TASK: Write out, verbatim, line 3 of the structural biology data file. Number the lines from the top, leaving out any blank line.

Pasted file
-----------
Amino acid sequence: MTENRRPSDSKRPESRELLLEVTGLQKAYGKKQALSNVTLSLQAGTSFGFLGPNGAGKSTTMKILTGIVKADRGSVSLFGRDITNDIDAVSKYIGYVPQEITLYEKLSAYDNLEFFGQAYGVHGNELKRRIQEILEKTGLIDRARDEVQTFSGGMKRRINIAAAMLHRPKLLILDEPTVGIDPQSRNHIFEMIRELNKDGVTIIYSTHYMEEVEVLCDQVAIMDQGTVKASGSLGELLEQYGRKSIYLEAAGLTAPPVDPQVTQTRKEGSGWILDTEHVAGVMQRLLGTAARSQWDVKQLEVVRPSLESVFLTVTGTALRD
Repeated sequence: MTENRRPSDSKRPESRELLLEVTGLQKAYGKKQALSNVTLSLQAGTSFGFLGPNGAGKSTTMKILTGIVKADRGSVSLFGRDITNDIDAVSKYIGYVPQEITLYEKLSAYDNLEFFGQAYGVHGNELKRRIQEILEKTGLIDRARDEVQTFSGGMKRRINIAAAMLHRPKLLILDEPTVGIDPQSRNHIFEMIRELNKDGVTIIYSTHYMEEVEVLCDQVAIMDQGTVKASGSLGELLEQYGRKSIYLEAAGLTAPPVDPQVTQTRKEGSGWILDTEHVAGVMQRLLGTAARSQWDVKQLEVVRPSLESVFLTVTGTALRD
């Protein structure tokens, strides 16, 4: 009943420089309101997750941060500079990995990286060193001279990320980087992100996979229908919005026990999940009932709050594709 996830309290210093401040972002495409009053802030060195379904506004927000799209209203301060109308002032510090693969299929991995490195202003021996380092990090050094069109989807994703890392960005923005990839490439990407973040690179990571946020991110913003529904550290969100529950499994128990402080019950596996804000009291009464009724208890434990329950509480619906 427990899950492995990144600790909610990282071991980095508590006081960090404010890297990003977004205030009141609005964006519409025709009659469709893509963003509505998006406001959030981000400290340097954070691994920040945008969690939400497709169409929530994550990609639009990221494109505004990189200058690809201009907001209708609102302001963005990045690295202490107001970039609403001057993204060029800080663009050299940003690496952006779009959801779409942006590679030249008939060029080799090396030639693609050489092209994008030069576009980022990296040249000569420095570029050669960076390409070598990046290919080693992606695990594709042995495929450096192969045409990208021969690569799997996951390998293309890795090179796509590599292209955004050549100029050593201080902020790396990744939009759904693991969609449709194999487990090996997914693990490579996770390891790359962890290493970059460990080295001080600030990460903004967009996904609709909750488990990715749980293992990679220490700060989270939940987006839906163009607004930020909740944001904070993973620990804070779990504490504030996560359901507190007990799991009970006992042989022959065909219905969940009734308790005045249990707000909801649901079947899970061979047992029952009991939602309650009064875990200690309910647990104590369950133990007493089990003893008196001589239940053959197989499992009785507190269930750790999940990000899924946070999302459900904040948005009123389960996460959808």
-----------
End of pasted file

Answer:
């Protein structure tokens, strides 16, 4: 009943420089309101997750941060500079990995990286060193001279990320980087992100996979229908919005026990999940009932709050594709 996830309290210093401040972002495409009053802030060195379904506004927000799209209203301060109308002032510090693969299929991995490195202003021996380092990090050094069109989807994703890392960005923005990839490439990407973040690179990571946020991110913003529904550290969100529950499994128990402080019950596996804000009291009464009724208890434990329950509480619906 427990899950492995990144600790909610990282071991980095508590006081960090404010890297990003977004205030009141609005964006519409025709009659469709893509963003509505998006406001959030981000400290340097954070691994920040945008969690939400497709169409929530994550990609639009990221494109505004990189200058690809201009907001209708609102302001963005990045690295202490107001970039609403001057993204060029800080663009050299940003690496952006779009959801779409942006590679030249008939060029080799090396030639693609050489092209994008030069576009980022990296040249000569420095570029050669960076390409070598990046290919080693992606695990594709042995495929450096192969045409990208021969690569799997996951390998293309890795090179796509590599292209955004050549100029050593201080902020790396990744939009759904693991969609449709194999487990090996997914693990490579996770390891790359962890290493970059460990080295001080600030990460903004967009996904609709909750488990990715749980293992990679220490700060989270939940987006839906163009607004930020909740944001904070993973620990804070779990504490504030996560359901507190007990799991009970006992042989022959065909219905969940009734308790005045249990707000909801649901079947899970061979047992029952009991939602309650009064875990200690309910647990104590369950133990007493089990003893008196001589239940053959197989499992009785507190269930750790999940990000899924946070999302459900904040948005009123389960996460959808």